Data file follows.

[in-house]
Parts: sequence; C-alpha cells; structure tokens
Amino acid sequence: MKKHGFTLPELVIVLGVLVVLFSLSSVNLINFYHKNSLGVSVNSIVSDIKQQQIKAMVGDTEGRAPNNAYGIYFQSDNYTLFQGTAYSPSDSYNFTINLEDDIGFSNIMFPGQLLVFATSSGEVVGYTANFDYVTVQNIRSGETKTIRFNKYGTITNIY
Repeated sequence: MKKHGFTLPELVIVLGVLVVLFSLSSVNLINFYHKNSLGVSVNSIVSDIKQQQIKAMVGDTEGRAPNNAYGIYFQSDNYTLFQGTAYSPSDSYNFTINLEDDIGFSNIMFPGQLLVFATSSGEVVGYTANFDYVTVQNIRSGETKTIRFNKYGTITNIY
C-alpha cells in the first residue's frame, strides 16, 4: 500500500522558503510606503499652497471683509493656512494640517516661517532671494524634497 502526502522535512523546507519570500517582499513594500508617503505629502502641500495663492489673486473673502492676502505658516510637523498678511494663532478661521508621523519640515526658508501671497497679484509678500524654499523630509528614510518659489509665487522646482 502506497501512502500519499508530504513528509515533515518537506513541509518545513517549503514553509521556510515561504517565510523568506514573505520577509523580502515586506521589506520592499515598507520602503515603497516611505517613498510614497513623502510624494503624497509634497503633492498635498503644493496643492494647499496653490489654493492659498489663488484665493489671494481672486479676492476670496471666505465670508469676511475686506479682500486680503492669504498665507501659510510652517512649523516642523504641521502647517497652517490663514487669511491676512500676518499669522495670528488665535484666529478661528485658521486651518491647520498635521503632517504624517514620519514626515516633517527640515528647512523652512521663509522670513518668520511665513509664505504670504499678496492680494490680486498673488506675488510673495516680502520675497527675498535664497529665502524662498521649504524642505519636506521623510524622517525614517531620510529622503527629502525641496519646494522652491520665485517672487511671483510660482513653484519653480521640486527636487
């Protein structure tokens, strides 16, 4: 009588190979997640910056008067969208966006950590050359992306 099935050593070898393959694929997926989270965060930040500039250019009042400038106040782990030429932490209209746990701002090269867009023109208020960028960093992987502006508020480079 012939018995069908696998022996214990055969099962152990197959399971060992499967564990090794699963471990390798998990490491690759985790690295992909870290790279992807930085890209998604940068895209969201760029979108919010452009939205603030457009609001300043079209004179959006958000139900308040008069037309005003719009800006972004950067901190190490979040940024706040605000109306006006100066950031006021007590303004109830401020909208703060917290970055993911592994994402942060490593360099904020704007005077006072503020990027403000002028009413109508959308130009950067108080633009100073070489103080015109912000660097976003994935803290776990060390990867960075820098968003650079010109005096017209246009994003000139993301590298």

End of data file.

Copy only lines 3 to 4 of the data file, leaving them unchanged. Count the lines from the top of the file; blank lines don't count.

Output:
Amino acid sequence: MKKHGFTLPELVIVLGVLVVLFSLSSVNLINFYHKNSLGVSVNSIVSDIKQQQIKAMVGDTEGRAPNNAYGIYFQSDNYTLFQGTAYSPSDSYNFTINLEDDIGFSNIMFPGQLLVFATSSGEVVGYTANFDYVTVQNIRSGETKTIRFNKYGTITNIY
Repeated sequence: MKKHGFTLPELVIVLGVLVVLFSLSSVNLINFYHKNSLGVSVNSIVSDIKQQQIKAMVGDTEGRAPNNAYGIYFQSDNYTLFQGTAYSPSDSYNFTINLEDDIGFSNIMFPGQLLVFATSSGEVVGYTANFDYVTVQNIRSGETKTIRFNKYGTITNIY